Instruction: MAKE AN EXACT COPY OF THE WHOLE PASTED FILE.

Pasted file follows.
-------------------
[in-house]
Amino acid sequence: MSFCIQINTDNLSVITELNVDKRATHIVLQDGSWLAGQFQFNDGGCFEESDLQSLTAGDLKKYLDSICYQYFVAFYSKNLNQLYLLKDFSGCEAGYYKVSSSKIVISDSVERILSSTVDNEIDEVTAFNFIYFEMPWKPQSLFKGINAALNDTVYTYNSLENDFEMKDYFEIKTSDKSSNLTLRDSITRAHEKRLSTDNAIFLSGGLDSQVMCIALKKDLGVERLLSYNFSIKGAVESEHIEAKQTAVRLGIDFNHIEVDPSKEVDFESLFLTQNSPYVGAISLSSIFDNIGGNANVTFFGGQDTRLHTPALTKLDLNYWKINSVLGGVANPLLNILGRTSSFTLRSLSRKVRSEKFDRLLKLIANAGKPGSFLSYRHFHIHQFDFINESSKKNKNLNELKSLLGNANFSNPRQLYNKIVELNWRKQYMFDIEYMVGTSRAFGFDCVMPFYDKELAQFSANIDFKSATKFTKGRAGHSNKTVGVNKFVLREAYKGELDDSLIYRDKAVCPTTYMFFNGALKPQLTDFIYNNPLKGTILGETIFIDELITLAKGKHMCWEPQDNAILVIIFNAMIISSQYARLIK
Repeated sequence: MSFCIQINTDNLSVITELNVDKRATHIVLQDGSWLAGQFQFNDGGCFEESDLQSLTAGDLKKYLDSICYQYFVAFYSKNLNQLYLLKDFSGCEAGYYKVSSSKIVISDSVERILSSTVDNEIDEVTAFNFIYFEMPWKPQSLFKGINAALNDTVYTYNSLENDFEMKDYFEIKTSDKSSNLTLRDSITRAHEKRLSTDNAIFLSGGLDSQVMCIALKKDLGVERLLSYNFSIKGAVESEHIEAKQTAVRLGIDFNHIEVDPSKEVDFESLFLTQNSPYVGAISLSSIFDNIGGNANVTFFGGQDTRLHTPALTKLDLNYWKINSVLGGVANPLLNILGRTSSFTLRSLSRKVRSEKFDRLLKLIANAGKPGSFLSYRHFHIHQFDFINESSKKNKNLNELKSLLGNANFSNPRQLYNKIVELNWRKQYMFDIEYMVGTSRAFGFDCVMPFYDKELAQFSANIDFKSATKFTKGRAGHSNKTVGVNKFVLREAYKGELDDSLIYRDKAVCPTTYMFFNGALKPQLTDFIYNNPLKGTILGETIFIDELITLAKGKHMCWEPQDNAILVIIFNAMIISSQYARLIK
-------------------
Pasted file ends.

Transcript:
[in-house]
Amino acid sequence: MSFCIQINTDNLSVITELNVDKRATHIVLQDGSWLAGQFQFNDGGCFEESDLQSLTAGDLKKYLDSICYQYFVAFYSKNLNQLYLLKDFSGCEAGYYKVSSSKIVISDSVERILSSTVDNEIDEVTAFNFIYFEMPWKPQSLFKGINAALNDTVYTYNSLENDFEMKDYFEIKTSDKSSNLTLRDSITRAHEKRLSTDNAIFLSGGLDSQVMCIALKKDLGVERLLSYNFSIKGAVESEHIEAKQTAVRLGIDFNHIEVDPSKEVDFESLFLTQNSPYVGAISLSSIFDNIGGNANVTFFGGQDTRLHTPALTKLDLNYWKINSVLGGVANPLLNILGRTSSFTLRSLSRKVRSEKFDRLLKLIANAGKPGSFLSYRHFHIHQFDFINESSKKNKNLNELKSLLGNANFSNPRQLYNKIVELNWRKQYMFDIEYMVGTSRAFGFDCVMPFYDKELAQFSANIDFKSATKFTKGRAGHSNKTVGVNKFVLREAYKGELDDSLIYRDKAVCPTTYMFFNGALKPQLTDFIYNNPLKGTILGETIFIDELITLAKGKHMCWEPQDNAILVIIFNAMIISSQYARLIK
Repeated sequence: MSFCIQINTDNLSVITELNVDKRATHIVLQDGSWLAGQFQFNDGGCFEESDLQSLTAGDLKKYLDSICYQYFVAFYSKNLNQLYLLKDFSGCEAGYYKVSSSKIVISDSVERILSSTVDNEIDEVTAFNFIYFEMPWKPQSLFKGINAALNDTVYTYNSLENDFEMKDYFEIKTSDKSSNLTLRDSITRAHEKRLSTDNAIFLSGGLDSQVMCIALKKDLGVERLLSYNFSIKGAVESEHIEAKQTAVRLGIDFNHIEVDPSKEVDFESLFLTQNSPYVGAISLSSIFDNIGGNANVTFFGGQDTRLHTPALTKLDLNYWKINSVLGGVANPLLNILGRTSSFTLRSLSRKVRSEKFDRLLKLIANAGKPGSFLSYRHFHIHQFDFINESSKKNKNLNELKSLLGNANFSNPRQLYNKIVELNWRKQYMFDIEYMVGTSRAFGFDCVMPFYDKELAQFSANIDFKSATKFTKGRAGHSNKTVGVNKFVLREAYKGELDDSLIYRDKAVCPTTYMFFNGALKPQLTDFIYNNPLKGTILGETIFIDELITLAKGKHMCWEPQDNAILVIIFNAMIISSQYARLIK